James Goodwill, DDS
1304 N. Broom St., Wilmington, 998-0331
David King, DMD
1304 N. Broom St., Wilmington, 655-6183
Michael Kremer, DMD
2601 Annand Drive, Wilmington, 998-0331
Raymond Petrunich, DDS
1400 Peoples Plaza, No. 124, Newark, 836-3565; University of Scranton, 1992; University of Maryland Dental School, 1996; YIP: 8
Louis Rafetto, DMD
3512 Silverside Road, No. 12, Wilmington, 477-1800; Temple University School of Dentistry, 1979; YIP: 30
Joseph Spera, DMD
2101 Foulk Road, Wilmington, 475-1122; University of Pennsylvania School of Dental Medicine, 1991; YIP: 11
Peter Subach, DMD
1601 Milltown Road, No. 17, Wilmington, 995-1870
Page 7: Oral Pathology
Robert Arm, DMD
501 W. 14th St., Wilmington, 428-6468; University of Pennsylvania School of Dental Medicine; YIP: 30
Page 8: Orthodontics
Clifford Anzilotti Jr., DMD
2101 Foulk Road, Wilmington, 475-2050; 1112 St. Annes Church Road, Middletown
Clifford Anzilotti Sr., DMD
2101 Foulk Road, Wilmington, 475-2050; 1112 St. Annes Church Road, Middletown
Constance Greeley, DDS
1405 Silverside Road, Wilmington, 292-1552; Temple University School of Dentistry, 1978; YIP: 29
Gordon Honig, DMD
2707 Kirkwood Hwy., Newark, 696-4020; 104 Sleepy Hollow Drive, Middletown; Boston University Dental School, 1980; YIP: 27
Ali Husain, DMD
1400 Peoples Plaza, Newark, 838-1400; New Jersey Dental School, 1993, Temple University School of Dentistry, 1997; YIP: 11
John Nista, DMD
1405 Silverside Road, Wilmington, 292-1552; University of Pittsburgh School of Dental Medicine, 1985; YIP: 17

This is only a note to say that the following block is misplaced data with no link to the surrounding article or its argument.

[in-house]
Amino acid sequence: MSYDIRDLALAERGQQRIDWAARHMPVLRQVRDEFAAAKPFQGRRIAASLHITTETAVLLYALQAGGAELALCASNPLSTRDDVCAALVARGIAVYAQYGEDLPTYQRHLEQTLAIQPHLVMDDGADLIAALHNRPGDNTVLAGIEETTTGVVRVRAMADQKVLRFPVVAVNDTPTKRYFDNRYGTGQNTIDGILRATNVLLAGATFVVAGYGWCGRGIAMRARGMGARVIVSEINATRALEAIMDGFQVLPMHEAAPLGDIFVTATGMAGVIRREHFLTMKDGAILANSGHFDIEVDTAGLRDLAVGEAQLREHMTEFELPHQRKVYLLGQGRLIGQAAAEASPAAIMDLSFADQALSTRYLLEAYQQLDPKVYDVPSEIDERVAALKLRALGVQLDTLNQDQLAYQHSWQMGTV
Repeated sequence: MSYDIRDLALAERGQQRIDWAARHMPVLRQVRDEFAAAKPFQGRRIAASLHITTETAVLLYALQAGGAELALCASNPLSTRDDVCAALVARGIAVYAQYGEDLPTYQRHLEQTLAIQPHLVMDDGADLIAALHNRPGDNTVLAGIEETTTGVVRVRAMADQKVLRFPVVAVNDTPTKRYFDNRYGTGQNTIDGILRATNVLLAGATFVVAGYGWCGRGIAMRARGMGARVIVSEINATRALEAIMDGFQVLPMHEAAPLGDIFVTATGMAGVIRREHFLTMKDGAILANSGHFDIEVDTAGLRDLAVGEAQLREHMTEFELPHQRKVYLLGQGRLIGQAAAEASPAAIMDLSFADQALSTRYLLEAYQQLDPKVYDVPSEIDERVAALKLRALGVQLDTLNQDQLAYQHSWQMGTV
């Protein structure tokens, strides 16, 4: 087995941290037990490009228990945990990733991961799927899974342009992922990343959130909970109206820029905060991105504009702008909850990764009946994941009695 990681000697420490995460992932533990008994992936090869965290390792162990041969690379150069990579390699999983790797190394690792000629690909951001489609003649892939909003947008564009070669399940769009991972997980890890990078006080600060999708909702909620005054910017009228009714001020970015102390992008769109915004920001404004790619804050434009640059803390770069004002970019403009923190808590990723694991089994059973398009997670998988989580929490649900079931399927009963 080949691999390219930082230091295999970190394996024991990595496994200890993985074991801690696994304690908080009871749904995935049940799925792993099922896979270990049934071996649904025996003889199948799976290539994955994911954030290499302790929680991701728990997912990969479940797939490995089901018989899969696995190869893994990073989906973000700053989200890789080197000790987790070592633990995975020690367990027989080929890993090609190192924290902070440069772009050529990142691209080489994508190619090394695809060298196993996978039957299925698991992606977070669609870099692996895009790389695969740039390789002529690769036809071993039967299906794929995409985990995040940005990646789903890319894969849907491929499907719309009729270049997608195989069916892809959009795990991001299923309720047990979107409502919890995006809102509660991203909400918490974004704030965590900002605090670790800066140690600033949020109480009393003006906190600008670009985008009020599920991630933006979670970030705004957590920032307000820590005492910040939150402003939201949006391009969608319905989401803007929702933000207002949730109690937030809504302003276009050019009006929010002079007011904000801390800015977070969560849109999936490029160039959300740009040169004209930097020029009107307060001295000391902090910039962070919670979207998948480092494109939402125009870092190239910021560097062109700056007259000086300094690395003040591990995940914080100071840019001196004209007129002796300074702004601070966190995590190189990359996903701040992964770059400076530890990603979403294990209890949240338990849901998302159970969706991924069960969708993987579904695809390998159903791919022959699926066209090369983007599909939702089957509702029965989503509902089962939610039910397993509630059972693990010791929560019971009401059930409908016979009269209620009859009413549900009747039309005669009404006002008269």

Robert Penna, DMD
4735 Ogletown-Stanton Road, No. 1104, Newark, 623-4060; University of Notre Dame, University of Pennsylvania School of Dental Medicine; YIP: 8
Stephanie Steckel, DDS
42 Hiawatha Lane, Dover, 672-7776; UCLA School of Dentistry, 1985; YIP: 15
Page 9: Pediatric Dentistry
Lynn Collins, DDS
38 Peoples Plaza, Newark, 834-4000
Robert Collins, DDS
5500 Skyline Drive, No. 3, Wilmington, 239-3655; University of Maryland Dental School, 2003; YIP: 6
Jay Harris, DMD
220 Christiana Medical Center, Newark, 453-1400; University of Pittsburgh, 2000, Temple University School of Dentistry, 2005; YIP: 4
Lawrence Louie, DMD
250 Beiser Blvd., Suite 101, Dover, 674-5437; Temple University, 1985; Indiana University, 1989; YIP: 19
Rachel Maher, DMD
2036 Foulk Road, Wilmington, 475-7640; University of Pennsylvania School of Dental Medicine, 2001; YIP: 7
Richard Quinn, DDS
1380 S. State St., Dover, 674-8000
Page 10: Periodontics
Michele Broder, DMD
2300 Pennsylvania Ave., Wilmington, 652-1533; University of Pennsylvania School of Dental Medicine, 1988, University of Washington School of Dentistry, 1991; YIP: 18
Stephen Candelora, DMD
2500 Grubb Road, No. 132, Wilmington, 475-8181
Barry Kayne, DDS
58 Omega Drive, Unit F58, Newark, 456-0400; University of Pennsylvania School of Dental Medicine, 1979; YIP: 30
G. William Keller, DDS
1110 N. Bancroft Pkwy., Wilmington, 652-3586; Ohio State University, 1980, University of Pennsylvania School of Dental Medicine, 1988; YIP: 21
Barry Klassman, DDS
1110 N. Bancroft Pkwy., Wilmington, 658-7871; Temple University School of Dentistry, University of Pennsylvania School of Dental Medicine; YIP: 35
Bradford Klassman, DMD
1110 N. Bancroft Pkwy., Wilmington, 658-7871; University of Pennsylvania School of Dental Medicine, 1991, Temple University School of Dentistry, 1995; YIP: 14
Louis Martin, DDS
1941 Limestone Road, No. 105, Wilmington, 994-4900; University of Pennsylvania School of Dental Medicine, University of Michigan School of Dentistry; YIP: 39
Steven D. Nemcic, DDS
901 Walker Road, Unit A, Dover, 734-1950; Ohio State College of Dentistry, 1969, University of Texas, 1976; YIP: 40
Emil Tetzner, DMD
804 S. State St., Dover, 744-9900; University of Pennsylvania, University of Maryland Dental School; YIP: 27
Page 11: Prosthodontics
Christopher Burns, DDS
871 S. Governors Ave., No. 1, Dover, 674-8331; Georgetown University School of Dentistry; YIP: 19
Bill Moncevicz, DMD
3521 Silverside Road, Suite 2H, Wilmington, 477-9779; YIP: 34
John Thaler, DDS
3512 Silverside Road, No. 13, Wilmington, 478-9000; University of Maryland Dental School, 1980; YIP: 29